Tuesday, October 20, 2009

Got along without you before I met you, gonna get along without you now

I like a faceless multiple as much as the next girl. Shop, I mean, not anything more Erica Jong. But I also appreciate Lewes’s independent stores. Alas, one of the most eccentric is sounding the last post.

Once, I thought I saw a light on in The Treasury and dashed perilously across the road, but it was just the reflection from a bus. A faded handwritten note on the door acknowledges its unconventional opening hours, which are, in fact, non-existent. Over the years, I developed a small Treasury obsession. I didn’t, quite, sleep on the doorstep, but always checked to see if it was open whenever I passed. It never was.

I guess it’s not that surprising it’s closing down. Most small shopkeepers will tell you it’s hard to scrape a living, but they do at least open occasionally to allow people the opportunity to give them money. Brilliant, I thought. Well, obviously not brilliant it was closing, but brilliant that at last I could get in there and see what I’d been missing.

But the opening hours remained merely theoretical. I began to fear that one day the shop would simply disappear, and a fully formed chi-chi boutique would spring in its place, an artfully arranged silk cushion in the window. Then last Friday, a new note: ‘Final sale, starts Friday 11am.’ It was ten o’clock. I had things to do. But still… this could be my only chance. I spent the waiting hour going into other shops that were promiscuously open any old time. How brazen they seemed.

At five past eleven, I pushed the door, and with an Edgar Allen Poe kind of creeeeeeaaak, it actually opened. At last!

It was choc-full of stuff, like a parlour owned by a granny who never throws anything away. There was in fact a granny in attendance, strangely unimpressed to see me considering I was the first customer since 1972. I looked round, and realised with a clang that I don’t like knick-knacks. Never have. I’d hoped to buy something – anything – but did I really want a Smurf figurine costing four quid? (Actually, not at four pence, to be honest.)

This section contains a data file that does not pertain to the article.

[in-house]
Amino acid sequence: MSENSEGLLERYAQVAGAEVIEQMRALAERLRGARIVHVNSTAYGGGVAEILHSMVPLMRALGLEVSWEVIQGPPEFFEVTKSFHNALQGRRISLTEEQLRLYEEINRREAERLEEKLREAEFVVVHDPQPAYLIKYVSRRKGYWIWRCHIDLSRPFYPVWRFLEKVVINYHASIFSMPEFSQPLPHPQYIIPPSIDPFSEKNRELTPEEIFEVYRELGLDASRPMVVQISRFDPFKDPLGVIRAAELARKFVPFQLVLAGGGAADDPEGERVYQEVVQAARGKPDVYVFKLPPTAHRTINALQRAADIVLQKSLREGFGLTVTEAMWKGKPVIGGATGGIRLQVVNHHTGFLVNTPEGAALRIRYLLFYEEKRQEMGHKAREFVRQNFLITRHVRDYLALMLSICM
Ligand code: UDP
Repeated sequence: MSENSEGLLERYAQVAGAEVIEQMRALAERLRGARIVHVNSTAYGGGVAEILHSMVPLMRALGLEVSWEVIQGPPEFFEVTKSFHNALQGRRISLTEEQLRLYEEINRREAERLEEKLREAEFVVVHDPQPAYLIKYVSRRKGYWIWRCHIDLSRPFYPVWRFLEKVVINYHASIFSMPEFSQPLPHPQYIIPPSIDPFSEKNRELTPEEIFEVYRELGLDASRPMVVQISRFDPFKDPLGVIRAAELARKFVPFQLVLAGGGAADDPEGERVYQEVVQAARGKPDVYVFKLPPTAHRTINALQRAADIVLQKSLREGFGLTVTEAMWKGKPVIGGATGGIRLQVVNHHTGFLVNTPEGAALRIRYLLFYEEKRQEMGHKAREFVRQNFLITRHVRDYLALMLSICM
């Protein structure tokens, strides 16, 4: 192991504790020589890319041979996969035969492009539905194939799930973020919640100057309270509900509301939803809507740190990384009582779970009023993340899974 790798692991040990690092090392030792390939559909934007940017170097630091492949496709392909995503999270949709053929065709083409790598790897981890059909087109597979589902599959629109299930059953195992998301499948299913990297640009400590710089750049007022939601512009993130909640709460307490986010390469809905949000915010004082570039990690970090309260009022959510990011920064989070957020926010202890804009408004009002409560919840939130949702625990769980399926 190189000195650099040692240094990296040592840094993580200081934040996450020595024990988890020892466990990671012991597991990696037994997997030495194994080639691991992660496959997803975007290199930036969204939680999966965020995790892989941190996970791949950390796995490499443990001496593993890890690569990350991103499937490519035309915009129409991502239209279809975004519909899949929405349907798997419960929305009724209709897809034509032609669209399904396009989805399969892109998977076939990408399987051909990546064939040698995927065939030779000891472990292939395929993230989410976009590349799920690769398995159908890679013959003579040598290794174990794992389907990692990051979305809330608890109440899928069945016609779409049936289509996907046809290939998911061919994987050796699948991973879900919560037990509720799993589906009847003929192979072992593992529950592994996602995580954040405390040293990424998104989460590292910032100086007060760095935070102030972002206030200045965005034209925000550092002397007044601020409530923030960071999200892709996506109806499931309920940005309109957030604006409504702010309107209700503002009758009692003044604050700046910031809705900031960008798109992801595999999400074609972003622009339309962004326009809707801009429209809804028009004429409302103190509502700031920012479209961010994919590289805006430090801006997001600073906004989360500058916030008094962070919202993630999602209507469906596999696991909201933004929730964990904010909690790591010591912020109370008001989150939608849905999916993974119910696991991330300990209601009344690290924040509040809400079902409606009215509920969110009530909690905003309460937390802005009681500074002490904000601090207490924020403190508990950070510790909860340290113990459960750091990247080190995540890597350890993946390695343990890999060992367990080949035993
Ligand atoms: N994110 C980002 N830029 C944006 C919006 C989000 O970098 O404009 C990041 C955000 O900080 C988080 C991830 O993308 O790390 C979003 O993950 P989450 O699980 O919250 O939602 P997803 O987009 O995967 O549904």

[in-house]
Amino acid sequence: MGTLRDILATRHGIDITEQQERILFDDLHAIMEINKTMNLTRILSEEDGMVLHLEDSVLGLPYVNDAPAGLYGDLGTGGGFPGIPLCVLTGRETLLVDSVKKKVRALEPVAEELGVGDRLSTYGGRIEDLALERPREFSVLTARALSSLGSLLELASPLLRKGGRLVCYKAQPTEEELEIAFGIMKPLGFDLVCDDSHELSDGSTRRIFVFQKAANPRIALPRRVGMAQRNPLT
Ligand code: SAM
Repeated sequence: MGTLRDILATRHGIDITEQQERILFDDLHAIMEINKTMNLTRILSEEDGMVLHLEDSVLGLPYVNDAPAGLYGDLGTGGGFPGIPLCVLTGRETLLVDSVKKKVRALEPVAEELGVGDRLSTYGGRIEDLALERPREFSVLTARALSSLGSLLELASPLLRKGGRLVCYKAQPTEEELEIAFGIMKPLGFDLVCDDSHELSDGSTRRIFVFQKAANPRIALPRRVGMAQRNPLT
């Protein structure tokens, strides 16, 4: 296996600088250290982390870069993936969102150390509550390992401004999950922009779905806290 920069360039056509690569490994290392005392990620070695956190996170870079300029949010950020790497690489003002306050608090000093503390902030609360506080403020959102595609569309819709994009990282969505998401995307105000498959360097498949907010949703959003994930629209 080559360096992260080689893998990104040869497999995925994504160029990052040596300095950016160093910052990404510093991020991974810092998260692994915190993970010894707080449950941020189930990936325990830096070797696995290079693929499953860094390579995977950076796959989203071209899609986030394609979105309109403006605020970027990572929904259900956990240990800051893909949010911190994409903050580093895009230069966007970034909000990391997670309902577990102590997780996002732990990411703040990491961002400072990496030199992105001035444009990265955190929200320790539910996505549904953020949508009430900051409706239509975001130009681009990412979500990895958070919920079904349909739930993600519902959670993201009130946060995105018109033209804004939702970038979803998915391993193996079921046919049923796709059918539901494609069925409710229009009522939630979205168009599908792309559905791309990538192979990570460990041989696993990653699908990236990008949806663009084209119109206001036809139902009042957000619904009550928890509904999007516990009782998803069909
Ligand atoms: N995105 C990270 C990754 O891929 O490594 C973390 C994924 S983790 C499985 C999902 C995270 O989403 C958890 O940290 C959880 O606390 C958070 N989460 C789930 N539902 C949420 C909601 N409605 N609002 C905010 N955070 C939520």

Even with the sale, everything was breathtakingly, bizarrely expensive. The shop was like something from the past, but the prices were set some unimaginable time in the future, like the twenty-sixth century.

I found a passable brooch and choked when the lady said, ‘Twenty pounds.’ As this was likely to be her only transaction this millennium, I proposed a spot of light haggling, thinking to reach a fair compromise – say 75p. But she just gave a little sigh, and began pencilling implausible prices onto old postcards.

I asked when she was next open.

‘What’s today?’ she said vaguely, and I said ‘Friday’, adding, ‘October, 2009’, for clarity.

‘I’ll open again on Monday’.

‘Really?’ I said. It seemed a trifle hasty.

‘Monday’, she confirmed, and as I opened the door, said unapologetically, ‘From one to two o’clock.’

Beth Miller, 13th October 2009. Published in VivaLewes.com


  1. Sounds like my kind of shop. I was always rather taken by the (apparently true) story of the man who went into the only bookshop in Kendal and asked the owner if he had a copy of 'Bright Lights, Big City' by Jay McInerney. 'Why do you want to read that?' came the robust reply. Surely this is English service culture at its most vigorous? Despite my boyish good looks I am, in truth, a man of a certain age. As such, I'm not entirely comfortable with shop assistants who actually want to sell me things. For instance, I can't believe I'm the only 40-something who, when asked by a 17 year old coffee-monger whether I want 'a muffin with that', feels - well - a little alarmed. You're never quite sure what they're asking are you? Here's another case in point. The other day I was greeted by a young man (looking remarkably like Bob Dylan circa 1966) with the words, 'Easy man'. 'Er, yes, how do you do?', I replied, offering him my hand. He gripped it as if we were about to arm-wrestle and said, 'Sweet'. Incomprehensible ...

    Bucks Boy

  2. Bucks Boy, I sympathise. I it was who, circa 1982, on attempting to buy a cheeseburger in McDonalds (I refer you to the date in order to excuse my youthful self) and being asked if I wanted fries with that, replied, 'If I'd have wanted fries I'D HAVE ASKED FOR FRIES'. Then I had to be removed from the premises in a mouth-frothing frenzy.

    Ahem. That's enough disclosure for one day.

  3. I got in the shop, once, and didn't buy anything. The old lady was there, as was the old man, both without the slightest interest in selling any item. I await the 'Everything Must Go' sale.. that'll take a while.